the future of hospitality: discoveries in 2023 with impact
Frequent traveling for business is eye-opening in various respects and has made me sensitive for hospitality trends and social trends. During this post-pandemic year, my hospitality advisory work and a new hospitality research study (release in late autumn 2023) brought me to a variety of remarkable places in central and southeast Europe, with more than 100 overnight stays in Switzerland, Italy, Austria, France, Slovenia, Croatia, Bosnia-Herzegovina, Kosovo, Albania, Greece and, of course, also in my home country Germany. Let me share my personal discoveries with impact for the future of the hospitality industry.
The trend towards more sustainability and urbanization has resulted in a growing demand for city center properties. Since space is limited and demolition in combination with new development is often too expensive and/or contradicts the zeitgeist, creative property reuse concepts are needed, especially around historic and listed properties that are matching the growing expectations of travelers. Let me highlight two remarkable hotels that I discovered and also stayed at:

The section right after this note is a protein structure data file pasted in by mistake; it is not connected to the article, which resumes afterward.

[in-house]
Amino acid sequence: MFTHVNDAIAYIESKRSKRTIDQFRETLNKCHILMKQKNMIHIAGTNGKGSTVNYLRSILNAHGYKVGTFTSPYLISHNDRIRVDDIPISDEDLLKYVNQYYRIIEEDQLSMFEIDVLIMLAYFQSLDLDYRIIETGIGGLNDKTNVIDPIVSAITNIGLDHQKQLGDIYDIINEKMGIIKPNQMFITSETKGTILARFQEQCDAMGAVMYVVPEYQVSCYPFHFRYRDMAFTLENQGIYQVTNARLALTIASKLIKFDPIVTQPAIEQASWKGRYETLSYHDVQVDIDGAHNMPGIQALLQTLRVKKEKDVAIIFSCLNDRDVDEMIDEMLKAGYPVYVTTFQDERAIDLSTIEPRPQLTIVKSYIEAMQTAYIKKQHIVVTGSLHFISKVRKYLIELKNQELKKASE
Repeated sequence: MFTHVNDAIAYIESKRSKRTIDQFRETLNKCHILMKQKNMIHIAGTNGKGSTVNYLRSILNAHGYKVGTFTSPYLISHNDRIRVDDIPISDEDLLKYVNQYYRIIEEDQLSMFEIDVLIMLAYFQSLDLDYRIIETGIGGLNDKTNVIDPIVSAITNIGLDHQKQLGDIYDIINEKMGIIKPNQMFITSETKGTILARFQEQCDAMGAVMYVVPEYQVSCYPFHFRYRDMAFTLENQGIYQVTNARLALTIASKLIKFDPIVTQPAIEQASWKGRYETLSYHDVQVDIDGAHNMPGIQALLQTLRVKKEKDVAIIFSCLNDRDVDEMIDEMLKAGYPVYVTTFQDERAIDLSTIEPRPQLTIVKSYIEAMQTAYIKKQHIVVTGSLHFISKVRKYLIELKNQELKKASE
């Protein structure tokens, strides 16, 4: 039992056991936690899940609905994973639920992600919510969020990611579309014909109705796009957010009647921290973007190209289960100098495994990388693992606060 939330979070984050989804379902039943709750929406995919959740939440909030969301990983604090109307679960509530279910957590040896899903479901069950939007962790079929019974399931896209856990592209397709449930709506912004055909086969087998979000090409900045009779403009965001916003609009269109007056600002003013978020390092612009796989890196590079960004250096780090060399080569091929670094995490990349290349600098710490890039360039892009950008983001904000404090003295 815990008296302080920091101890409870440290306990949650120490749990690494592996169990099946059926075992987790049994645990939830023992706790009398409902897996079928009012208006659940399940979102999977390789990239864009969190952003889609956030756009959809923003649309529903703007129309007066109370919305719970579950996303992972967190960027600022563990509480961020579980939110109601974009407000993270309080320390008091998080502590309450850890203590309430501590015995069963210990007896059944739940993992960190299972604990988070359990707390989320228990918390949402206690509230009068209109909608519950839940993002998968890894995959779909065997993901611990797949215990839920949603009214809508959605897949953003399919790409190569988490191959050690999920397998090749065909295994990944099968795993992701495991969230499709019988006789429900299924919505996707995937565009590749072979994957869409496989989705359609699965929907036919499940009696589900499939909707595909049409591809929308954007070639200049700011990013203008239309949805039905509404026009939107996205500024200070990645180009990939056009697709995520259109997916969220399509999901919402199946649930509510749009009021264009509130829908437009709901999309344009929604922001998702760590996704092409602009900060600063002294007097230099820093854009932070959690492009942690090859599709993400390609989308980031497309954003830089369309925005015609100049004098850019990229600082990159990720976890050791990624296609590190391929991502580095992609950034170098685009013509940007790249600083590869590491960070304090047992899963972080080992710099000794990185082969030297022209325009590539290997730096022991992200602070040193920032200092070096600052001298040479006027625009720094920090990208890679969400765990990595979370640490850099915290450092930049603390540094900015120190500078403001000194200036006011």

Since September 2023, the iconic Fresh Hotel in the dynamic and uprising Psiri neighborhood in Athens, Greece, has combined their 2004 nucleus modern building with its neighbor building of neoclassical architecture. To this end, the former historic Pindaros Hotel was completely restored and transformed (architectural lead: Paola Navone) and now hosts the central lobby for the two smartly interconnected buildings, a new restaurant and 15 additional rooms and suites, including a roof garden.
My second discovery that has very well transformed its building history is “the comodo” hotel, located in the renowned spa town Bad Gastein, Austria, which opened its doors in early 2023. The origin of the comodo is a 1960s hotel (“Habsburger Hof”), that later served as a sanatorium. The whole transformation took place smoothly, while only one structural wall had to be taken out, which minimized waste during the renovation. Under the design of weStudio Berlin (architects: Barbara Elwardt, Piotr Wisniewski), a linkage between contemporary alpine flair and 1960s/1970s design has been realized, leading to an impressive boutique hotel setting.